If you are like me and have been reading the news every day, waiting impatiently on the edge of your seat, then you will already know that gyms reopened on Saturday, 25 July, after a mere 18-ish weeks. But before everyone goes rushing back in, eager to queue for a bench or hog the dumbbells, there are some things that may save you from injury. Read on for Returning to the Gym? — 5 Things to Consider Before You Go!
1. Take it Slow
Unless you’re fortunate enough to have a home gym or some form of weight set up (and can motivate yourself at home), it has been an incredibly long time since you will have lifted anything heavy.
This means diving straight into squats with 180kg on your back and going rear to heels as you did in February may well end badly – nobody wants to return to a gym after 18 weeks only to injure themselves at the first session and be forced out of training again.
Take your time, spend a week or two at lifting lighter weights, reawakening those muscles you forgot about at home and definitely consider stretching before a session. It may be dull, but it may also save you from injury.
2. Routines May be Harder to Stick to
With social distancing still in place, some gyms are requiring members to pre-book classes, swims and gym-time. I’m certain that like me, you will have a routine meticulously planned out for your return, but the reality is it may be significantly harder to squeeze all your lifts into a set time.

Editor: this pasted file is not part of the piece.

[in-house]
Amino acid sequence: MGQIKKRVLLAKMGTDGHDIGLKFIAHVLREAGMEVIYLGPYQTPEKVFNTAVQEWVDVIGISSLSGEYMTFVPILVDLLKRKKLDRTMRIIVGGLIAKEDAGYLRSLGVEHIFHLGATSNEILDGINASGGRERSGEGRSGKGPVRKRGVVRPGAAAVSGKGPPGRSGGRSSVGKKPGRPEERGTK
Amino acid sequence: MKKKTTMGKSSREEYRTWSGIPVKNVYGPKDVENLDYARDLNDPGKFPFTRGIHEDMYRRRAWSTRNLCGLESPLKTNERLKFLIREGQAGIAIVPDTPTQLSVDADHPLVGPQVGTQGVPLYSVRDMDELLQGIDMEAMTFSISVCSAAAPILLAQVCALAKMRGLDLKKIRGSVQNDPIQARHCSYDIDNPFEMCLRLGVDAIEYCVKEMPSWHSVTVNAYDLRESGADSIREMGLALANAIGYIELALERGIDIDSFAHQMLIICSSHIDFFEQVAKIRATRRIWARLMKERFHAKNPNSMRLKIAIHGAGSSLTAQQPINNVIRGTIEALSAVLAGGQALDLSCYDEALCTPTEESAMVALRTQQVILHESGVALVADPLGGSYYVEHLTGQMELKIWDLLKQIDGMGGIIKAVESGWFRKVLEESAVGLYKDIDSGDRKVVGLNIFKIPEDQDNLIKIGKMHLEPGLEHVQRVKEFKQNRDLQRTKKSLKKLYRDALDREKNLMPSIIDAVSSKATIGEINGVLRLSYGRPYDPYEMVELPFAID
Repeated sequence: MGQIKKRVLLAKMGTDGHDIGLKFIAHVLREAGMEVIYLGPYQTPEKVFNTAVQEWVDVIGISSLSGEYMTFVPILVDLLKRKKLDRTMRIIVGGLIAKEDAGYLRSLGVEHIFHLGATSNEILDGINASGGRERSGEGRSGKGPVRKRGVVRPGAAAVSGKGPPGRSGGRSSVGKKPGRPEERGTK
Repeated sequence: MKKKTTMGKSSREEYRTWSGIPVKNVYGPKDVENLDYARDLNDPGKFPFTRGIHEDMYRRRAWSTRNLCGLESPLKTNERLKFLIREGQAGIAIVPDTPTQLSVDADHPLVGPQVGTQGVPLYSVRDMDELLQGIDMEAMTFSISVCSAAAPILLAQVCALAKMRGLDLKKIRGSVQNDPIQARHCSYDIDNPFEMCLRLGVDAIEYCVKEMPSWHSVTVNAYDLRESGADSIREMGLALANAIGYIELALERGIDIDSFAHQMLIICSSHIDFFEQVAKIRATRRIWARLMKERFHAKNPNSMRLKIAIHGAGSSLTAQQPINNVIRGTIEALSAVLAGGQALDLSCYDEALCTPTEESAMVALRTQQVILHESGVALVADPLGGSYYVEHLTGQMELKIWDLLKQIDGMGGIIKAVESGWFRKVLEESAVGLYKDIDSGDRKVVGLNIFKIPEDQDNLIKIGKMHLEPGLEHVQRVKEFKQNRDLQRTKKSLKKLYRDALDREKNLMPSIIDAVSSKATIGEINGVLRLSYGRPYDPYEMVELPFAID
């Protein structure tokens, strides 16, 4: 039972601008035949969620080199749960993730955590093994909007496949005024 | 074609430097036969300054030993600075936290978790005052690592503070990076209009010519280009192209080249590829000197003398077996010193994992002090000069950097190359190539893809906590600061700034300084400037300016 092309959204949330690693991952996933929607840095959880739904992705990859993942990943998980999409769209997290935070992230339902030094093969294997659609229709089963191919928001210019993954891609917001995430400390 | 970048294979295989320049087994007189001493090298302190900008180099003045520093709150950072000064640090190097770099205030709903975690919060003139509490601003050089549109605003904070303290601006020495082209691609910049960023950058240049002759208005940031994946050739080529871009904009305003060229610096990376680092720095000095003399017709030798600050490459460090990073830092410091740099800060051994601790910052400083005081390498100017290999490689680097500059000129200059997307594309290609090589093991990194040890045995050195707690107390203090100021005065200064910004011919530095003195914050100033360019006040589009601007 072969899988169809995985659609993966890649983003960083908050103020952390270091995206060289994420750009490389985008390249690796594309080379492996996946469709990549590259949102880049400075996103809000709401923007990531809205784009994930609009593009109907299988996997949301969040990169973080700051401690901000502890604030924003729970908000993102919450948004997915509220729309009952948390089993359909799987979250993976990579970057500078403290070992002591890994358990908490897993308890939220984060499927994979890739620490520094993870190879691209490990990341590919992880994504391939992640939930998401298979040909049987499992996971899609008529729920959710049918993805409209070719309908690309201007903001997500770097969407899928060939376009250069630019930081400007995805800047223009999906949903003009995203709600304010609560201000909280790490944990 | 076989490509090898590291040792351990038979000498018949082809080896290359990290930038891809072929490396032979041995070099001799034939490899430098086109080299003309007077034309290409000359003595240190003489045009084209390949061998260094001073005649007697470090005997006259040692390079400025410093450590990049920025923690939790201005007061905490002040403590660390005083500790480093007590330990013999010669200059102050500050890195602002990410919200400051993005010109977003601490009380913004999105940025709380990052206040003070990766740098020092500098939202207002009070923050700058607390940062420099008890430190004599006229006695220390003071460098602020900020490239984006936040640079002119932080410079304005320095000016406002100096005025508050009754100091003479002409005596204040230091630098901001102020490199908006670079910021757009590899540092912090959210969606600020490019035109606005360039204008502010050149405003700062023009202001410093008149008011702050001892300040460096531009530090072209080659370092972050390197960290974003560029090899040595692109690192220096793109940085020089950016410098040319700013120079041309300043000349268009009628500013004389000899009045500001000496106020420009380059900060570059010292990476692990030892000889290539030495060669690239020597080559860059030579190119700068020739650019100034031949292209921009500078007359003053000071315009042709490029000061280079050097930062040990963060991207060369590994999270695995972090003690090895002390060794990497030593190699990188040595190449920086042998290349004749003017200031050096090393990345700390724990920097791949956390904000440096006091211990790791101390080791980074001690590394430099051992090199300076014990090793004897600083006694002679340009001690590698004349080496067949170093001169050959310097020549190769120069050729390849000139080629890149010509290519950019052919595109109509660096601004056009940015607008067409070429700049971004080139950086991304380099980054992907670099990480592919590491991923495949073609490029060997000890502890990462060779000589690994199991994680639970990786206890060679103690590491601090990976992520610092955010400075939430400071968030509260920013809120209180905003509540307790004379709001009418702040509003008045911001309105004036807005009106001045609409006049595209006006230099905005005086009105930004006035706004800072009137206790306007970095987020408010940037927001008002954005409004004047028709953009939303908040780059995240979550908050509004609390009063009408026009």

Not to mention, if many are returning to their offices, the typical gym peak times will be returning with them – so there may be days where you’ll be stuck training late at night, or not at all.
If your gym requires booking or is operating a restricted max capacity system, it could be worth getting up early or setting daily reminders to book a session. If you believe it to be reliable enough, check online for the ‘busy time” activity graph to get a real-time idea.
3. Good Gym Etiquette Could Save Lives
With everybody happy to be back at the gym (or reluctant after spending 3 weeks at pubs) the key thing to remember is that the deadly pandemic is ongoing. This means gym behaviour you used to be able to get away with (not wiping down benches, being close to other gym-goers) is no longer acceptable.
However, whilst this seems obvious, it may be worth considering that drop sets with dumbbells are no longer acceptable, cross gym supersets will raise eyebrows and failing to regularly sanitise your hands could risk lives.
Larger gyms will likely have clear guidelines, but it’s worth remembering that your actions in the gym (or failure to act) could harm other, less healthy members.
4. Consider Altering Your Fitness Goals
During the lockdown, I realised the majority (99%) of my fitness motivation is tied to the gym. Going to the gym with my headphones on was a place to unwind and forget about work. Even though I have a bench at home and a good amount of free weights, I hardly used them, unable to motivate myself to even walk outside to the shed!
Getting annoyed by the constant Instagram stream of shredded athletes still able to work from home, I decided to do the bare minimum; by running. It was torture and reflected how unfit I actually was. It is good to be strong, but it is not a reflection of overall health and fitness. My heart rate reached worrying levels and I spent most of my time out of breath. I’ve resolved to spend more time doing cardio, via the cross trainer, stairmaster or the treadmill.
5. Enjoy Yourself!
Aside from the necessity for good hygiene, the most important thing is to enjoy yourself. I realised over lockdown that I did the majority of my exercise in the gym and that it was tied to my mental health. When gyms shut, my mental health suffered as did my physical wellbeing.